Forklifts, or industrial lift trucks, are used to lift, stack and transfer loads in warehouses, factories, shipping yards, freight terminals and other workplaces. They offer a practical materials handling solution, however each year forklifts continue to be associated with workplace injuries and deaths.

Training and licensing

Forklift operators must be 18 years of age to hold a Licence to Perform High Risk Work which allows them to operate a forklift.

Before applying for this licence, they must undertake training and assessment with a Registered Training Organisation.

When you operate and/or drive a forklift on a public road you must hold a both a current driver’s and a Licence to Perform High Risk Work. The forklift must also be registered.

Container forklifts, such as used in shipping yards and freight terminals, come with additional risks and therefore specific training for the environment should be considered.

Safe practices

When using a forklift follow safe work practices such as:

  • observing speed limits and warning signs
  • wearing correctly fitted seat belts
  • slowing down
  • sounding the horn at an intersection or when others are around.

The risk of forklift-related injuries can be reduced by having:

  • a safe work environment
  • safe systems of work
  • effective worker induction and training
  • safe and well-maintained machinery
  • a pedestrian and traffic management plan
  • policies and procedures, such as for pre- and post-operation checking of forklifts and the workplace, using attachments, carrying loads)
  • adequate information and supervision
  • good record keeping
  • an incident reporting process, including for near misses.

Other issues you might consider include:

  • managing fatigue
  • manual handling
  • refuelling
  • battery charging
  • fumes and gases
  • noise.

Preventing injury

While forklifts are compact and manoeuvrable, they can become unstable when carrying loads. Fully laden, a standard 2-tonne forklift can weigh approximately 5 tonnes.

Even at low speeds, forklifts can cause serious injuries. The human and financial cost of forklift-related incidents for workers, industry and the community is substantial. It’s not just the operator who can be injured: pedestrians, especially other workers and visitors, can also be struck by a forklift or its load if traffic areas are uncontrolled.

Breaking the workplace injury chain at an early stage is achievable, through effective work health and safety management, strong leadership and a commitment from everyone to make work as safe as it can be. Finding safety solutions can be as simple as asking your workers for their ideas.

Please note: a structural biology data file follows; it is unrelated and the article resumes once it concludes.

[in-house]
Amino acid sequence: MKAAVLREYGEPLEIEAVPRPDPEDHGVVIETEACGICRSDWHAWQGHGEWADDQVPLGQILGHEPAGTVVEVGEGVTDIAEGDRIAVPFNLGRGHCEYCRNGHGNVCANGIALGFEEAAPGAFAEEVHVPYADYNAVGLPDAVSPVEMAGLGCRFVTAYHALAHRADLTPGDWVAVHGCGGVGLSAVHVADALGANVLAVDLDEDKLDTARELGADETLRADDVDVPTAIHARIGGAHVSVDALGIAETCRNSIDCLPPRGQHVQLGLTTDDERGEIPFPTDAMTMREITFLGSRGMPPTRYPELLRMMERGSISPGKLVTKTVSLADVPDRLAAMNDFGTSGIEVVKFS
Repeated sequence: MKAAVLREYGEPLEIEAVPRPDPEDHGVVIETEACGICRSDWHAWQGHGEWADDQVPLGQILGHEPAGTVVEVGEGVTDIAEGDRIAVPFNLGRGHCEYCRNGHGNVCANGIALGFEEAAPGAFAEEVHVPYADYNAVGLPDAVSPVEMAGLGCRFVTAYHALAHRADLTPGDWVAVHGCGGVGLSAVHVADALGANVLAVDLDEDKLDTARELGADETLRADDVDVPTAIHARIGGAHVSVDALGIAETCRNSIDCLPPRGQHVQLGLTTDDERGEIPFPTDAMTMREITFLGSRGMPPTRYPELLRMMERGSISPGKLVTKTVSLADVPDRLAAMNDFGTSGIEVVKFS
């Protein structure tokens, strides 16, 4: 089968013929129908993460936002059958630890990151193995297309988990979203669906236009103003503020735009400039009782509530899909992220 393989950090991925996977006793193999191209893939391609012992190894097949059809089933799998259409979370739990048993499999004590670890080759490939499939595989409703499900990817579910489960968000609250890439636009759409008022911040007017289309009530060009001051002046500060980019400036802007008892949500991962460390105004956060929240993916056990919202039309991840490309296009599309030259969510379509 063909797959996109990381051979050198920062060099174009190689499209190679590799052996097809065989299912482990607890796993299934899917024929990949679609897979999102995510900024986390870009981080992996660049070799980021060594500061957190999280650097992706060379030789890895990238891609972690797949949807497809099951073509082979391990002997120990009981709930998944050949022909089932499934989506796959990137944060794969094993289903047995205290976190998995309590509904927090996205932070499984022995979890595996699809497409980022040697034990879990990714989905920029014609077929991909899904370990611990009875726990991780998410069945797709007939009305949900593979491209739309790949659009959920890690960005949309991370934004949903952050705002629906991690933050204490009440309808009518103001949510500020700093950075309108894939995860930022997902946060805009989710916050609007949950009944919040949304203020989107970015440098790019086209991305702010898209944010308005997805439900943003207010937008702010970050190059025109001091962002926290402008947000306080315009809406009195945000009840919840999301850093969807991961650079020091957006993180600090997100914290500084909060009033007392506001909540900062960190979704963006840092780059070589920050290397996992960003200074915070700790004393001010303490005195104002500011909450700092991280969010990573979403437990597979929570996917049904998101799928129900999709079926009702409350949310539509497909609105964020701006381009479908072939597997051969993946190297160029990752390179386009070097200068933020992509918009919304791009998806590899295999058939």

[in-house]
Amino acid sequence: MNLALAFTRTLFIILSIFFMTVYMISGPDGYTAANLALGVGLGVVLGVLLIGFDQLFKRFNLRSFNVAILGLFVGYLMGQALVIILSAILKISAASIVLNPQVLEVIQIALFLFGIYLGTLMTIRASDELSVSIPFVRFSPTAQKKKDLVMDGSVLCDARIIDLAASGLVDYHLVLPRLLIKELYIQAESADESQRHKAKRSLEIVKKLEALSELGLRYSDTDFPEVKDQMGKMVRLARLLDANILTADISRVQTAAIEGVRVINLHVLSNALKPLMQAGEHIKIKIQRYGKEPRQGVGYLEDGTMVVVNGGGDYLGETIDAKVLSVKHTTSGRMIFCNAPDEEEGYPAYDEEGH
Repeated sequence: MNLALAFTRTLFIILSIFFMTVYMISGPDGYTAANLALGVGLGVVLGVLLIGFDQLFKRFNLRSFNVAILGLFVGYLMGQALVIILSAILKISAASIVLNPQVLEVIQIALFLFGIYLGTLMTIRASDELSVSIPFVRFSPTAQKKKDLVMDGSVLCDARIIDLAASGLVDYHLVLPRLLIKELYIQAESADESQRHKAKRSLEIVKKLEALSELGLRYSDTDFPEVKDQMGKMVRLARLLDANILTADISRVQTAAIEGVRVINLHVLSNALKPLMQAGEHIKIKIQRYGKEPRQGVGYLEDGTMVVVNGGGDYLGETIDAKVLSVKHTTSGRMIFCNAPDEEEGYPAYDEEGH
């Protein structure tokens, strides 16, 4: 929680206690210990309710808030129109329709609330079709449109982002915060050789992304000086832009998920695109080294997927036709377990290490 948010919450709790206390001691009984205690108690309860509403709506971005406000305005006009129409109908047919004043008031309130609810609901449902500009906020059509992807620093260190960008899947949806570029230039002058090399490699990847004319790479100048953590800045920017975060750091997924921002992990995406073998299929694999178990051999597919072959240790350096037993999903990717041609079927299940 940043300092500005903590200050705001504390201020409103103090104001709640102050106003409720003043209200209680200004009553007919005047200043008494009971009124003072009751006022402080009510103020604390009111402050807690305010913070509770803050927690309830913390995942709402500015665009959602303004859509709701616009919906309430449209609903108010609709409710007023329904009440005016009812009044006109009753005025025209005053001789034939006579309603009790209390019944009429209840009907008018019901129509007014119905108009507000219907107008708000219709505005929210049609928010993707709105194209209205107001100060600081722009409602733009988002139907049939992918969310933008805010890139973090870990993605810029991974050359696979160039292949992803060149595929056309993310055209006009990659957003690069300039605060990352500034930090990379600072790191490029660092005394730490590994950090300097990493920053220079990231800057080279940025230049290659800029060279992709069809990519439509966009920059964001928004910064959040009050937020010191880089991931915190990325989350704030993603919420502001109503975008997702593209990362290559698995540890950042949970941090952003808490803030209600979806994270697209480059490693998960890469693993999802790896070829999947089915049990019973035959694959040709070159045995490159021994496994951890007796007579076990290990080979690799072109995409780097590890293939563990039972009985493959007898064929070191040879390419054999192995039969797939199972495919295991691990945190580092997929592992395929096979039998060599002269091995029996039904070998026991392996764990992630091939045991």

Effective and sustainable long-term solutions involve engineering, design and physical changes, such as an improved workplace layout and similar permanent control measures.

Forklift work platforms

Unsafe and/or inadequate systems of work – such as standing on forklift tynes or pallets, or in an unsuitable stillage – and the improper use of work platforms are common causes of serious incidents.

Forklift work platforms should be used to elevate workers to perform short duration tasks where it is not practical to use scaffolding, elevating work platforms or similar devices.

A work platform specifically designed for mounting on the elevating device of a high-lift fork truck.
A work platform specifically designed for mounting on the elevating device of a high-lift fork truck
Illustration of a compliant work platform. Where a gate is provided, it should be either sliding or inward-opening, and self-closing.
Compliant work platform. Where a gate is provided, it should be either sliding or inward-opening, and self-closing.

Source: Australian Standard AS 2359.1 - Reproduced with permission from Standards Australia

Safe work practices

Safe work procedures should be developed for tasks involving the use of forklift work platforms. Forklift operators must:

  • be properly trained and hold a high risk work licence
  • conduct pre-operational checks before lifting any person in a work platform, including ensuring the work platform is securely attached to the forklift
  • ensure the vehicle is parked while workers are on the platform
  • remain at the forklift controls at all times, keeping hands and feet clear of controls other than to lift or lower when required
  • ensure all parts of the forklift are clear of overhead obstructions, especially powerlines and overhead electrical cables
  • limit the number of workers on the platform to the manufacturer’s or competent person’s instruction
  • erect barriers and signs in areas subject to passing traffic and ensure nobody stands or passes under the forklift tynes or platform (whether loaded or empty), unless they are a competent person conducting maintenance.

The forklift must:

  • be parked on a hard level surface, with the handbrake on
  • have all controls, other than lift and lower, immobilised
  • have the mast vertical and tynes horizontal
  • (if hydraulic) be fitted with a flow restrictor to limit the lowering speed in the event of hydraulic failure.

Further information

Manufacturer’s operations manual

A guide to forklift safety

Managing the risk of falls in the workplace - Code of Practice

Managing the risks of plant in the workplace - Code of Practice

AS 2359.6: Powered industrial trucks

AS/NZS 1891: Industrial fall-arrest systems and devices

AS 2359.1: Powered industrial trucks – General requirements

AS 2359.2: Powered industrial trucks – Operations

General Guide for Industrial Lift Trucks – Safe Work Australia

General Guide for Workplace Traffic Management – Safe Work Australia

Forklifts information sheet for owners and operators – Safe Work Australia

LUEZ: Loading, Unloading Exclusion Zones Guidelines

Page last updated: 30 March 2020